Interview with Jim Wilson, 2GB

Transcript
15 Apr 2021
Prime Minister
E&OE

JIM WILSON: Well, the last time we spoke to the Prime Minister was January 18, that was my birthday actually. We were coming off a lovely summer holiday and all was right in the world. We were slowly getting back to some sort of normality. Well, since then, hasn't he faced a few dramas along the way? A few roadblocks. Let me list them for you. The Britney Higgins scandal, Linda Reynolds health, the allegations levelled against Christian Porter, the departure of Linda Reynolds as the Defence Minister, the departure of Christian Porter as the Attorney General, the vaccine rollout, the WA state election, Liberal wipe-out and the significant Cabinet reshuffle and now the Christine Holgate scandal. So it's been an eventful three months, to say the very least, for the Prime Minister. And he joins me live on the line from WA, Prime Minister, welcome back to Drive.

PRIME MINISTER: Oh hi Jim, nice to talk to you, you missed one.

JIM WILSON:  Which one have I missed?

PRIME MINISTER: That a hundred and eighty thousand extra people got jobs since I last spoke to you. 

JIM WILSON: Well this, I'm going to get to the unemployment figures, which are very, that is really positive news that our economy is on the right track. First though, let's talk, we haven't spoken since January 18. Let's look back in the last few months. How would you rate the performance of you and your Government?

PRIME MINISTER: Well, that's not for me to do that Jim. That's what the voters to decide ultimately when we go to the polls next year. We were just going to keep delivering the jobs, keep delivering the economic security, the national security that's so important and managing Australia's national interests in a very uncertain world. That's, that's our job. We've been responding to serious issues like the most devastating floods, most recently. I’m over here in Western Australia at the moment, about to head up north to the mid-north, heading to the Pilbara and then also coming back to the cyclone affected areas. Australians have been dealing with a lot. They've been dealing with COVID, they're dealing with floods. They've been dealing with cyclones. They've been getting their jobs back. That's what I'm focussed on.

 JIM WILSON: If you look back, though, on the last three months, would you admit that you would have done things differently on various, on various issues?

 PRIME MINISTER: I just let others just talk about all that politics Jim. I've got a very important job to do, focussing on the big challenges facing this country. We've had the Royal Commission Report into Aged Care. We've been working on that as we prepare for the Budget, we've got some big challenges that our country is dealing with at the moment. The media will talk about any number of issues, Jim, I'm focussed on the stuff that is making a big difference on people's daily lives.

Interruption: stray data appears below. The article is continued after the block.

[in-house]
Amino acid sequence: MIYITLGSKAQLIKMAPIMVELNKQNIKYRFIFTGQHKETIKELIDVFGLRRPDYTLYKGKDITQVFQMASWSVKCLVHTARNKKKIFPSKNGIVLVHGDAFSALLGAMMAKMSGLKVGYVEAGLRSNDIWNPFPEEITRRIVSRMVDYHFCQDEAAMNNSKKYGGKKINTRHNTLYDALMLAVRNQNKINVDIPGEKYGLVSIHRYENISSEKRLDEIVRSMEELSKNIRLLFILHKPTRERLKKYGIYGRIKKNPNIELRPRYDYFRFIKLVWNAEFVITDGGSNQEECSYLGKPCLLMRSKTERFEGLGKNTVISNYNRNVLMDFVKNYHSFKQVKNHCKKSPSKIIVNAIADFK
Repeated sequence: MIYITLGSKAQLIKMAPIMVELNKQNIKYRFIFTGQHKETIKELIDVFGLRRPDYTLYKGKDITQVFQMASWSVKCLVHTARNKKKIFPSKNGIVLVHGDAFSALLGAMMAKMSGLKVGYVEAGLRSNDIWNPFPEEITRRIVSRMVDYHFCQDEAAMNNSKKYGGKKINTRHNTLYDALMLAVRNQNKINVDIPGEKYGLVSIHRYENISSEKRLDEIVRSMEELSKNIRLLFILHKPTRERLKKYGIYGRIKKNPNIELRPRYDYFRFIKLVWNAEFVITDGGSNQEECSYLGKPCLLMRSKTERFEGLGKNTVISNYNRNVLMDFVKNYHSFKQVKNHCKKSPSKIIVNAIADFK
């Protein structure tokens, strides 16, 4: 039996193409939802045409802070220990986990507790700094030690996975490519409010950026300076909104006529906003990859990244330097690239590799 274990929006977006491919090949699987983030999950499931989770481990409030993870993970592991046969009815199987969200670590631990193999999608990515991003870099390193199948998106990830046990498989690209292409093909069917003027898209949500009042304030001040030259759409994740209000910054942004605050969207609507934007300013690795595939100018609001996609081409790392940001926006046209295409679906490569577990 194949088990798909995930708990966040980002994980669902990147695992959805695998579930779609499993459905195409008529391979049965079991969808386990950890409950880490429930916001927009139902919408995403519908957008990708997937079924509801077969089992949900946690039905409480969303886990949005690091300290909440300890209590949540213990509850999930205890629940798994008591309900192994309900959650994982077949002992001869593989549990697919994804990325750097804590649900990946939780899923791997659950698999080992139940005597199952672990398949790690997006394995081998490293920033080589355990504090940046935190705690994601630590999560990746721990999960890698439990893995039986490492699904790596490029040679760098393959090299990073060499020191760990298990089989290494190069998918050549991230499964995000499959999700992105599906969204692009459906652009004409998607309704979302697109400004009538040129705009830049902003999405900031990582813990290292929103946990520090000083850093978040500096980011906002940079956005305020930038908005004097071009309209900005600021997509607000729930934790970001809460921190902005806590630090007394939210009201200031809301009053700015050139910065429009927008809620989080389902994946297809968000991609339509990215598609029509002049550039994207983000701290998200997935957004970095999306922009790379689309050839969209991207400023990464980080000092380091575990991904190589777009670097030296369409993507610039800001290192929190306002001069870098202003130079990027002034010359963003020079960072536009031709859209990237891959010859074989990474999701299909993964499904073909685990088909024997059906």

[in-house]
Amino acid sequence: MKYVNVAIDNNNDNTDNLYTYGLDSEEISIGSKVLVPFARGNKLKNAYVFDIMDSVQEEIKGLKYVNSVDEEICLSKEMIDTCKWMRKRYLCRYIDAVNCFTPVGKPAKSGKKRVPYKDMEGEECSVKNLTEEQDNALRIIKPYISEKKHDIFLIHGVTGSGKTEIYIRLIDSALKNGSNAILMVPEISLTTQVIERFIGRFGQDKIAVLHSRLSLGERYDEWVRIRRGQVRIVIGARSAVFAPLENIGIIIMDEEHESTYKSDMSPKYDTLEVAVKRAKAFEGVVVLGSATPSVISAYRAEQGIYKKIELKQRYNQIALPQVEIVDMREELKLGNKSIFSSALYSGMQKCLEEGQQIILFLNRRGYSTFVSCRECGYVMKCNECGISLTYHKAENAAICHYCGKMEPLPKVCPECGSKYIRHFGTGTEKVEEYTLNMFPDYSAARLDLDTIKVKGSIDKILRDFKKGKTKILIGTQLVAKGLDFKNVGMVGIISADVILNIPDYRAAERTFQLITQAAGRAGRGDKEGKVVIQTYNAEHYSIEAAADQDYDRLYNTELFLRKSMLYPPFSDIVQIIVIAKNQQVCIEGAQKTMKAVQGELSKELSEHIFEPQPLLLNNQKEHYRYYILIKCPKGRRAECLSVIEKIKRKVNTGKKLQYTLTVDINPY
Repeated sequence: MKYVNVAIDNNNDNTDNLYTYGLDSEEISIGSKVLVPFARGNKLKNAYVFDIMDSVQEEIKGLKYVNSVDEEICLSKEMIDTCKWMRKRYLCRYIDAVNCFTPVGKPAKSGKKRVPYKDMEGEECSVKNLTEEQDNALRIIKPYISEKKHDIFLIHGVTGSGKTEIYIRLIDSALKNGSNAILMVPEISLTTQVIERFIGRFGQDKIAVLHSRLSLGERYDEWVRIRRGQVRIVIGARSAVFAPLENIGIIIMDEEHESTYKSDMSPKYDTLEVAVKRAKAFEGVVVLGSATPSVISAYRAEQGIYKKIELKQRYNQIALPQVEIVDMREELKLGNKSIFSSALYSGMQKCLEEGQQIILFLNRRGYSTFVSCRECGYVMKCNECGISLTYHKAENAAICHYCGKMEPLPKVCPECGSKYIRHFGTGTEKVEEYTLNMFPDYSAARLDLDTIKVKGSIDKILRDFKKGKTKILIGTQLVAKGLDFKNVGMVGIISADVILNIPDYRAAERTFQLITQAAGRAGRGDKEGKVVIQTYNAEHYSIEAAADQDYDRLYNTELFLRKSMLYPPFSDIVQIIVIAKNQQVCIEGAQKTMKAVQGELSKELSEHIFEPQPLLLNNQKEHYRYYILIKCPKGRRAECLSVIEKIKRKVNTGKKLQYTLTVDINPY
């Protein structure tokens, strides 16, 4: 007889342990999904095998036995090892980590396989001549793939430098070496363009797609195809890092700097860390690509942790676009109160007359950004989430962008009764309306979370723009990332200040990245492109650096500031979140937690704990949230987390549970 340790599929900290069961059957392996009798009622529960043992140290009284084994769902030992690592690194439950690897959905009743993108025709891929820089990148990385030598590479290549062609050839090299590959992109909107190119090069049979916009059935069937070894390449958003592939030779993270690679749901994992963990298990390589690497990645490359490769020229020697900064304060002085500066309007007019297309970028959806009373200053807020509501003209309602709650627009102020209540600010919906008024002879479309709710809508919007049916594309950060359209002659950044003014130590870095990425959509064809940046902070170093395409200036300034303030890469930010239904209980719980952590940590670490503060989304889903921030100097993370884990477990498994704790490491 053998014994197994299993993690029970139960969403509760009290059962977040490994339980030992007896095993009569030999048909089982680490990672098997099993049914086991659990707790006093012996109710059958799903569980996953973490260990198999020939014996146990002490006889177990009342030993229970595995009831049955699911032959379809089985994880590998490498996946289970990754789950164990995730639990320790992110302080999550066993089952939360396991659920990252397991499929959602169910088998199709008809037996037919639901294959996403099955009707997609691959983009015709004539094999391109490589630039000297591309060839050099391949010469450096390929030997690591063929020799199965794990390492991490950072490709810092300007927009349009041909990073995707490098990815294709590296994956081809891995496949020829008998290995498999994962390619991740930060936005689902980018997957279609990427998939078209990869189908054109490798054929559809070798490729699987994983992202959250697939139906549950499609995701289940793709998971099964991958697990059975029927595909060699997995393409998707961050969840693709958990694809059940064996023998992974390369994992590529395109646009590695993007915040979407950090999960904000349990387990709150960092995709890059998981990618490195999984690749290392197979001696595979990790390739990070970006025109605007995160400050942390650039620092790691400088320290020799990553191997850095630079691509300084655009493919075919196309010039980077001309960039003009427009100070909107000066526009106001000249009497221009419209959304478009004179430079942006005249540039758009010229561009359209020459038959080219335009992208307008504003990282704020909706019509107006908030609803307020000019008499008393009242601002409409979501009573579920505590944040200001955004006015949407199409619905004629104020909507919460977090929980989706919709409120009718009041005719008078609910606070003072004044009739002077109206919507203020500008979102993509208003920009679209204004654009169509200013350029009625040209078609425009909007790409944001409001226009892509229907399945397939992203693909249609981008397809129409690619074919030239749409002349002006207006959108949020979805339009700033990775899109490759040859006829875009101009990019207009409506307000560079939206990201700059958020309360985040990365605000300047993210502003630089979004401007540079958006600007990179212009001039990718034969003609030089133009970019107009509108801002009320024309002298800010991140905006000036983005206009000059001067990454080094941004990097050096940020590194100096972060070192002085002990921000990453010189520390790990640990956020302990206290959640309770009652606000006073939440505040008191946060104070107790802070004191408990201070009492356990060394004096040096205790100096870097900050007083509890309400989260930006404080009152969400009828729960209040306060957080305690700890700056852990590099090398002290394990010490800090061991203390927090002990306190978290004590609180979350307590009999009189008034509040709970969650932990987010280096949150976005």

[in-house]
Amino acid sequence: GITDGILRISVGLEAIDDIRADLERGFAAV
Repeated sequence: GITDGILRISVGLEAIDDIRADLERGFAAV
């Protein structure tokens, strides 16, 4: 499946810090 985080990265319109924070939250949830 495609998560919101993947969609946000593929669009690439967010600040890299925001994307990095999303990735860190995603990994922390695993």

JIM WILSON: Exciting news this afternoon for the families of our troops in Afghanistan. You've announced that we will withdraw 80 troops, the 80 remaining troops from the country by September. So exciting for the troops and also for their loved ones.

PRIME MINISTER: Well it is, but it's also a day, I think to reflect on the 41 lives that were lost in Afghanistan and the many thousands of Australians that served in Afghanistan and still carried the scars, physical and emotional, from their time of service. And I know that those 80 brave men and women who serve in our Defence Forces there in Afghanistan will be looking forward to coming home. And that comes down from a peak of around 1,500 earlier and so that has been drawing down now for some period of time and in concert with  NATO related partners. But it is an important day. It's been 20 years that we've been serving there. And we went there in the cause of freedom and the cause of liberty, particularly women and children who were so oppressed in that country. And we will still seek to support that as best as we possibly can. But today, I just find it hard to think past those 41 Australians, their families, those who served with them. And I'm just humbled by their service and deeply thankful for what they've done for their country and, and what they've done for the nation of Afghanistan.

JIM WILSON: Yeah, and the sacrifices they have made for our nation. Have you spoken to President Biden about this decision? I know he announced similar plans for US troops overnight.

PRIME MINISTER: Australia and the United States have worked closely with this on an operational level. These are matters that have been discussed between us now for some period of time. I discussed it with the former President as well. So this is the, the outworking of what has been a long term arrangement.

JIM WILSON: The other big story of the week, in recent days, has been the Senate hearing of former Australia Post boss Christine Holgate. She says she was humiliated by you and bullied by the Chair of the company over the Cartier watch debacle. I know you've said in recent days that you regret the language used at the time. You’re yet to apologise to Miss Holgate. Why won't you apologise?